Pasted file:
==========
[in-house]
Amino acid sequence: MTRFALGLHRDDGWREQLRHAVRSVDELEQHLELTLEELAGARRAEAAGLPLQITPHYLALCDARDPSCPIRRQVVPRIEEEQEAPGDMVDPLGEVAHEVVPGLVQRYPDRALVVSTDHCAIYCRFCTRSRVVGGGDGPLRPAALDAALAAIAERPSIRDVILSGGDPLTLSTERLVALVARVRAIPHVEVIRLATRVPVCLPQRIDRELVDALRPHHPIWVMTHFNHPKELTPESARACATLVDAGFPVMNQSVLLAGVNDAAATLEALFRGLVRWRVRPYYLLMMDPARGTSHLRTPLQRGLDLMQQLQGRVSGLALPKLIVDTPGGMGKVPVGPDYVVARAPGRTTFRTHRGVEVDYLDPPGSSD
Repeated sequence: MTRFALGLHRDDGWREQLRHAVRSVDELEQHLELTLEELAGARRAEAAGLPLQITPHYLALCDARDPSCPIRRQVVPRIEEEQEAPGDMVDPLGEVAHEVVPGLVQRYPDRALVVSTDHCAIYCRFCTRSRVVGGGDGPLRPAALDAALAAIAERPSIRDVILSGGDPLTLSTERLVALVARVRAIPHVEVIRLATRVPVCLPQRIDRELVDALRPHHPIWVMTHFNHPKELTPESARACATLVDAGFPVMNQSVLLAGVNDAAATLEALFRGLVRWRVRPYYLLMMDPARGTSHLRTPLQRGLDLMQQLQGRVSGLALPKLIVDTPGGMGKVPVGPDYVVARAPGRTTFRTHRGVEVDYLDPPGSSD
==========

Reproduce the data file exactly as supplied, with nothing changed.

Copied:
[in-house]
Amino acid sequence: MTRFALGLHRDDGWREQLRHAVRSVDELEQHLELTLEELAGARRAEAAGLPLQITPHYLALCDARDPSCPIRRQVVPRIEEEQEAPGDMVDPLGEVAHEVVPGLVQRYPDRALVVSTDHCAIYCRFCTRSRVVGGGDGPLRPAALDAALAAIAERPSIRDVILSGGDPLTLSTERLVALVARVRAIPHVEVIRLATRVPVCLPQRIDRELVDALRPHHPIWVMTHFNHPKELTPESARACATLVDAGFPVMNQSVLLAGVNDAAATLEALFRGLVRWRVRPYYLLMMDPARGTSHLRTPLQRGLDLMQQLQGRVSGLALPKLIVDTPGGMGKVPVGPDYVVARAPGRTTFRTHRGVEVDYLDPPGSSD
Repeated sequence: MTRFALGLHRDDGWREQLRHAVRSVDELEQHLELTLEELAGARRAEAAGLPLQITPHYLALCDARDPSCPIRRQVVPRIEEEQEAPGDMVDPLGEVAHEVVPGLVQRYPDRALVVSTDHCAIYCRFCTRSRVVGGGDGPLRPAALDAALAAIAERPSIRDVILSGGDPLTLSTERLVALVARVRAIPHVEVIRLATRVPVCLPQRIDRELVDALRPHHPIWVMTHFNHPKELTPESARACATLVDAGFPVMNQSVLLAGVNDAAATLEALFRGLVRWRVRPYYLLMMDPARGTSHLRTPLQRGLDLMQQLQGRVSGLALPKLIVDTPGGMGKVPVGPDYVVARAPGRTTFRTHRGVEVDYLDPPGSSD